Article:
Matthew Brabham

Matthew Brabham was filled with emotion after winning the Indy Lights Presented by Cooper Tires Grand Prix of St. Petersburg, holding back tears and embracing loved ones at his home racetrack.

It was a celebration akin to someone who won their first race in the series. But this was Brabham’s second career Indy Lights win, coming 2,851 days after his first series win in 2014 on the Indianapolis Motor Speedway road course. He drove the No. 83 for Andretti Autosport in both races.

Brabham, 28, has been working for seven years to reach the NTT INDYCAR SERIES. He ran two series races in 2016, including the 100th Running of the Indianapolis 500, in which he finished 22nd. But a full-time ride in North America’s premier open-wheel series never materialized.

It’s been a tough road since then, and Brabham made the decision to return to Indy Lights, where he finished fourth in the championship in 2014, to recalibrate his career.

“For me, I was just emotional because it’s been so long,” he said. “I’ve been frustrated trying to get funding together and sponsorship and the right opportunities, having seats open up, and all that stuff that I’ve been working so hard on to get into INDYCAR. It just hasn’t paid off.

“I think the emotion came from all that work and being out of it and watching from the sidelines for so long and finally getting an opportunity to get back in and have success and win a race. It was special.”

After Brabham’s successful Road to Indy career, which included winning the USF 2000 and Indy Pro 2000 championships in 2012 and 2013, respectively, he jumped in just about anything he could race.

Since 2014, Brabham has also competed in Formula E, Australian V8 Supercars, sports cars and Robby Gordon’s Stadium Super Trucks, where he won three championships in 2018, 2019 and 2021. But all the while, Brabham had his sights set on the NTT INDYCAR SERIES and open-wheel racing.

Brabham, an Australian-American, comes from a long lineage of racing. His grandfather, Sir Jack Brabham, was three-time Formula One World Champion, and his dad, Geoff Brabham, competed in the INDYCAR SERIES and had a legendary sports car career, winning four IMSA titles and the 1993 24 Hours of Le Mans.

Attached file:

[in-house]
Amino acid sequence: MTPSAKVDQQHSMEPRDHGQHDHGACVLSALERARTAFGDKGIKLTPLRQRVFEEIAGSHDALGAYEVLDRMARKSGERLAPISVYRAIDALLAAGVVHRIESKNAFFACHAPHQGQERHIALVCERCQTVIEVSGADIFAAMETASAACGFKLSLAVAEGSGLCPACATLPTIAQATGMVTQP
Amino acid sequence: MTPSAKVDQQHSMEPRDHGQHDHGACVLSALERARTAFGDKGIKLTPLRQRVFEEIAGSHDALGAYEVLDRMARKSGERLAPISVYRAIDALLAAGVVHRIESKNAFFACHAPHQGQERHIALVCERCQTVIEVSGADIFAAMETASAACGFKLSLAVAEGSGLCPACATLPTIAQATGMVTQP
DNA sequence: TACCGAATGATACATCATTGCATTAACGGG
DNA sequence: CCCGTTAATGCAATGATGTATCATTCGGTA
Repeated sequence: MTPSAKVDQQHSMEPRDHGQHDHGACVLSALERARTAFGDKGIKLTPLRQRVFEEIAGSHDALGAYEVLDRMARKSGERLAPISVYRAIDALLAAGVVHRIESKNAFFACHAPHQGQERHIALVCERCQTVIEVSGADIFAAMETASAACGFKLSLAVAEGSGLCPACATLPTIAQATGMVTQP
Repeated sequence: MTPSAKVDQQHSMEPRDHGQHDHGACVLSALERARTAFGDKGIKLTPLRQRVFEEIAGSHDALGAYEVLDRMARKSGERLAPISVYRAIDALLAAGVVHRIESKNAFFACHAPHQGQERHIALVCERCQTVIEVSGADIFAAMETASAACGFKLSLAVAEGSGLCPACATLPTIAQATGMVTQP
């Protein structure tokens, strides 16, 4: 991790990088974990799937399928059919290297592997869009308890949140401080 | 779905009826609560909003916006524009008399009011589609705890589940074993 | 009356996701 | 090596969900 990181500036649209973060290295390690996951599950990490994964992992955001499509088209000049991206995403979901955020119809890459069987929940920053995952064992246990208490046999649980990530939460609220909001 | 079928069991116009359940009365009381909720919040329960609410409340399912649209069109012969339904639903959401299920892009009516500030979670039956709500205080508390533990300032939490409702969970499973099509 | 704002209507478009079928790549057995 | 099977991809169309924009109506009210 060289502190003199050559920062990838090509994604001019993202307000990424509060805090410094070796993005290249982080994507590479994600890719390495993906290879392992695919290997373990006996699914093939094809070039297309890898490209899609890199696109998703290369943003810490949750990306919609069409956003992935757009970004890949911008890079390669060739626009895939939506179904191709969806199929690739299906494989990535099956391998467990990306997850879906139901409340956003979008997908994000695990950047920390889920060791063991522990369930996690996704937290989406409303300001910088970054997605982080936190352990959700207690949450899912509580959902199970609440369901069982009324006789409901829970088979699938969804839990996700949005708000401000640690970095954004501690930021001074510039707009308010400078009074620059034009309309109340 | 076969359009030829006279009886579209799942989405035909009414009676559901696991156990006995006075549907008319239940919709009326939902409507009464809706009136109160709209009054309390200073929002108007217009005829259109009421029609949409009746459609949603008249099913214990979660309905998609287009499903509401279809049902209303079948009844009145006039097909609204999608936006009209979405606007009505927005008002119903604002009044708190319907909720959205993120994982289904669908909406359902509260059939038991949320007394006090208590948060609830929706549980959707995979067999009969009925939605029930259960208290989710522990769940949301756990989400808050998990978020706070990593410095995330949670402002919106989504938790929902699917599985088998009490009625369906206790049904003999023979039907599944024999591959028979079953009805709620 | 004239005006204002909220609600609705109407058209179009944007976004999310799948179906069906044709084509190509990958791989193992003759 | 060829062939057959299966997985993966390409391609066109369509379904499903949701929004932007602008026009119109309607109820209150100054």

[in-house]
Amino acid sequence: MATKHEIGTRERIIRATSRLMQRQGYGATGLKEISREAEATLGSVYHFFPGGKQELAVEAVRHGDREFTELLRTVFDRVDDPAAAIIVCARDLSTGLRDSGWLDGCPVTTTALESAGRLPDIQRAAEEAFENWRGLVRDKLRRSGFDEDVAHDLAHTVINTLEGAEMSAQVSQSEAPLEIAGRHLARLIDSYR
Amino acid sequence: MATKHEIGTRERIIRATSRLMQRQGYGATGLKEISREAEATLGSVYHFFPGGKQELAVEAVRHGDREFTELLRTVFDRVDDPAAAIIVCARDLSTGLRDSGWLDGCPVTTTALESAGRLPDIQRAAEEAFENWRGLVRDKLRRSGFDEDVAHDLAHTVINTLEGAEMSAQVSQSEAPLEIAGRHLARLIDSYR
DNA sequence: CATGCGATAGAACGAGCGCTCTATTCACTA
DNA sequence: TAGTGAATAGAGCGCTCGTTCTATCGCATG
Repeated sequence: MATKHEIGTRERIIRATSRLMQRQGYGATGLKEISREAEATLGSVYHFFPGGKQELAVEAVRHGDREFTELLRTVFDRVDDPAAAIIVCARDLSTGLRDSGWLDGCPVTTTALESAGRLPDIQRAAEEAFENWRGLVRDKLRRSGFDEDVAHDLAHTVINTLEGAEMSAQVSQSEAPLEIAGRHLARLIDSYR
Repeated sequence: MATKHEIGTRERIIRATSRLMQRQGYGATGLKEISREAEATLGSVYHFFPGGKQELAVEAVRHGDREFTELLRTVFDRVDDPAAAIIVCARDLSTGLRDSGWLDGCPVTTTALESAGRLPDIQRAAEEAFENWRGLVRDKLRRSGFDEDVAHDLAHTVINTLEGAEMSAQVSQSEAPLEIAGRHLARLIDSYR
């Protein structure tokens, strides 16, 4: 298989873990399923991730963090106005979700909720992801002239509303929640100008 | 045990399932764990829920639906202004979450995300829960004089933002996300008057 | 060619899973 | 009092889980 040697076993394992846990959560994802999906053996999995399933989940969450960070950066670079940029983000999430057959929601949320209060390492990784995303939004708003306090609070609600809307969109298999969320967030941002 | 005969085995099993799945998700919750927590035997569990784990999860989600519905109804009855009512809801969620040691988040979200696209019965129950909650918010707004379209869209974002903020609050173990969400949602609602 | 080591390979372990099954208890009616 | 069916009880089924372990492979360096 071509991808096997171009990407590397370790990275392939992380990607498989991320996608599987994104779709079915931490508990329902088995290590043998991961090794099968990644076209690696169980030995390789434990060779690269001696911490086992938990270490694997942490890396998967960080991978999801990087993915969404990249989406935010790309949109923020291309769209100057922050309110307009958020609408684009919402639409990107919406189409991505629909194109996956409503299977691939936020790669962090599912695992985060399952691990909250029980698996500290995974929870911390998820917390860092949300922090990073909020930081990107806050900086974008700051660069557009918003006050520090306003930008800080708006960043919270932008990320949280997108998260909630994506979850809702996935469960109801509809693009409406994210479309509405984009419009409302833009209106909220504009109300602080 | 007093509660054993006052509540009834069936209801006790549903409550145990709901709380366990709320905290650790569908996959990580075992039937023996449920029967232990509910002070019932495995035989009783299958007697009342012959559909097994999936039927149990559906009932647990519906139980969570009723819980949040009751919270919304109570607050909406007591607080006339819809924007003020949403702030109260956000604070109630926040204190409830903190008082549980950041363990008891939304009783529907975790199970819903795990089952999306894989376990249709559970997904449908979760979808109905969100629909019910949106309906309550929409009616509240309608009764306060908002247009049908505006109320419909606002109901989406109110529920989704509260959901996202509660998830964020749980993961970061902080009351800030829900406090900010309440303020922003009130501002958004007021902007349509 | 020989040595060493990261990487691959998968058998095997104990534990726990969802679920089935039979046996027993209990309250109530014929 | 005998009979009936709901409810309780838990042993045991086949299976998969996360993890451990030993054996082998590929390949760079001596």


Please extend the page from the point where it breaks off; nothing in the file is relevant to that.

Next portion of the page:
As the 2021 racing season ended, Matthew Brabham found himself at a crossroads. He had virtually no racing options for the 2022 season until Andretti Autosport approached him about returning to Indy Lights.

All along, Brabham has been striving to get to the NTT INDYCAR SERIES, but after several years out of open-wheel racing, he said he felt that throwing himself back into the deep end of the NTT INDYCAR SERIES would set him up for failure. With Indy Lights, he had the opportunity to “blow the rust off.”

“Last year the opportunity kind of just came about with the supporters I’ve had over the years and also through Andretti, who has always looked after me very well,” he said. “They just didn’t have any seats available in their INDYCAR program. I had some funding, and it came about where they were like, ‘Yeah, what about Lights?’ It was the only place they really had any seats. That’s when I thought it was a pretty good idea.”

Now, after winning the season-opening race on the Streets of St. Petersburg, Brabham’s decision to go back to Indy Lights appears to be the right call. Compared to his last stint – and win – in Indy Lights, he said this time, it means more.

“I think this one feels special just because of the time and preparation and work that’s gone into this one,” he said. “I think back then I had a completely different mindset. I see myself in a lot of the other drivers I’m racing with. I think I’m a lot older and more mature now, probably in a lot better mental space, as well.”

He also feels good about his chances moving forward. Not only does a full-time season in Indy Lights offer him the opportunity to retrain his mind to open-wheel racing, but it also offers him an opportunity reach the NTT INDYCAR SERIES. The Indy Lights champion earns a scholarship that guarantees them entry into at least three NTT INDYCAR SERIES races, including the Indianapolis 500 presented by Gainbridge.

“I’m super confident in everyone around me,” he said. “Having a start like that, I’ve got the kind of experience and I know how to win championships. To have a start like that is just awesome. I don’t have to be desperate for anything anymore. I’m super confident. I’m feeling quite good for the rest of the year.”